Projecting out from the flat plane of the wall, the geometric forms of the surface of Untitled and the punctuated empty spaces between them articulate a three-dimensional spatial play just as a painting achieves an illusion. It was Judd's hope the articulation of the contrast between the flat plane of the wall and the relief of the work itself would, depending on its placement, invoke a wider understanding of the entire architecture of the space onto which it was set. As he stated, "Low and high relief are basically painting, possessing the same problems, as well as some of their own" (D. Judd, quoted in N. Serota, ed., Donald Judd, exh. cat., Tate Gallery, London, 2004, p. 188).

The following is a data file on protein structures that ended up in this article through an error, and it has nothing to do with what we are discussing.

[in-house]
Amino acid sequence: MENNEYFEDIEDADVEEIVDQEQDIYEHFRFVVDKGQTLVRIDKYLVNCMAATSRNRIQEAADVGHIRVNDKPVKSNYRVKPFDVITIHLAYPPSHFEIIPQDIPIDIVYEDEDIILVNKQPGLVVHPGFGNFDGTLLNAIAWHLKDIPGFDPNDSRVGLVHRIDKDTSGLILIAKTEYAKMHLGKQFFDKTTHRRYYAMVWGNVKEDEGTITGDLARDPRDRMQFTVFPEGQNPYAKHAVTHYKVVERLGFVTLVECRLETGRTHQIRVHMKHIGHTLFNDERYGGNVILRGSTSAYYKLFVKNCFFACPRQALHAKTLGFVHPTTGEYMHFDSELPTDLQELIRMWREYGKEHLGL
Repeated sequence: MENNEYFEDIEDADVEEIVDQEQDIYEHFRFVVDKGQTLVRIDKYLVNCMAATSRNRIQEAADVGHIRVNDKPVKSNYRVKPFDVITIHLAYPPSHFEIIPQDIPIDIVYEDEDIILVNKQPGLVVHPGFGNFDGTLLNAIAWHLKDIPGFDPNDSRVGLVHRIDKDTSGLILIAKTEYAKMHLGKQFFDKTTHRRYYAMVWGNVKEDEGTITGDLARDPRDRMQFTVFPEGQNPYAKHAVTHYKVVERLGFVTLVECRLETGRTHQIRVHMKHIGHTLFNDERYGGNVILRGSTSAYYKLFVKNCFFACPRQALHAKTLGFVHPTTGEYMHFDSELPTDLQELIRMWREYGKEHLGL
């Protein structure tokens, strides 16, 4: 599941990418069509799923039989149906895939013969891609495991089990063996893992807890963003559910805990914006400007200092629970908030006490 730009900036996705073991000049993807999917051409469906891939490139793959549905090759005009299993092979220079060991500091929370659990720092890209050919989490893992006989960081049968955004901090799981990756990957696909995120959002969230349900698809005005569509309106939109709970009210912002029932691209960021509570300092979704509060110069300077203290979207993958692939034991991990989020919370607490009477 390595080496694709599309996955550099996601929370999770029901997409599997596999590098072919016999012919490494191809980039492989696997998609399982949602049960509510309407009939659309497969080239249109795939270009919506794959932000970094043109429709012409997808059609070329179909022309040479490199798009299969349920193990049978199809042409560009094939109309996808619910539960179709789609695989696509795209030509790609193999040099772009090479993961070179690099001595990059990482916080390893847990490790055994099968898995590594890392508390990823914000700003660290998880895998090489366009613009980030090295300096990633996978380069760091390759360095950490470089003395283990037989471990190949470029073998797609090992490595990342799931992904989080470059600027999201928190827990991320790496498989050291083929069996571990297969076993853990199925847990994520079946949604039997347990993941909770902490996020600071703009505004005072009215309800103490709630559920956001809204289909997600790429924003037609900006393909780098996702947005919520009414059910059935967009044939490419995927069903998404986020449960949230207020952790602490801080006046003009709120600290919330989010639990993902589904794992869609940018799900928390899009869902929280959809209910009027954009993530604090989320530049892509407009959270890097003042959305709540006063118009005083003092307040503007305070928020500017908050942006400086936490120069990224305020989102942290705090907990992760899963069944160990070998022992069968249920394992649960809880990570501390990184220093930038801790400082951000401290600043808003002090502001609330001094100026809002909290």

Like Flavin's proclivity for the ready-made tubes of florescent light in industry standard colors, Judd too strove to work with materials of his own time. In his seminal treatise, Specific Objects, Judd noted that objects conceived by his contemporaries, involve new materials, either recent inventions or things not used before in art. Almost nothing has been done with industrial techniques and, because of the cost, probably won't be for some time (D. Judd, 'Specific Objects', Arts Yearbook 8, 1965). In terms of these industrial materials, Judd was primarily drawn to those that could retain their specific appearance throughout his transformative process. Drawn to the vivid qualities of commercial paint, Judd preferred anodized aluminum for its ability to take on pure chromatic color in its very facture. The conflation of industrial material and aestheticism allows Judd's anodized aluminum sculptures such as Untitled to adopt an unearthly beauty that is both separate from and rooted in the material's utilitarian use. Judd's use of the rich red coloring here only serves to augment these qualities, allowing the anodized aluminum to gain further autonomy from its industrial definitions. By restricting himself to a strict lexicon of stereometric forms, Judd enables materiality and color to evoke an astonishing range of moods and experiences.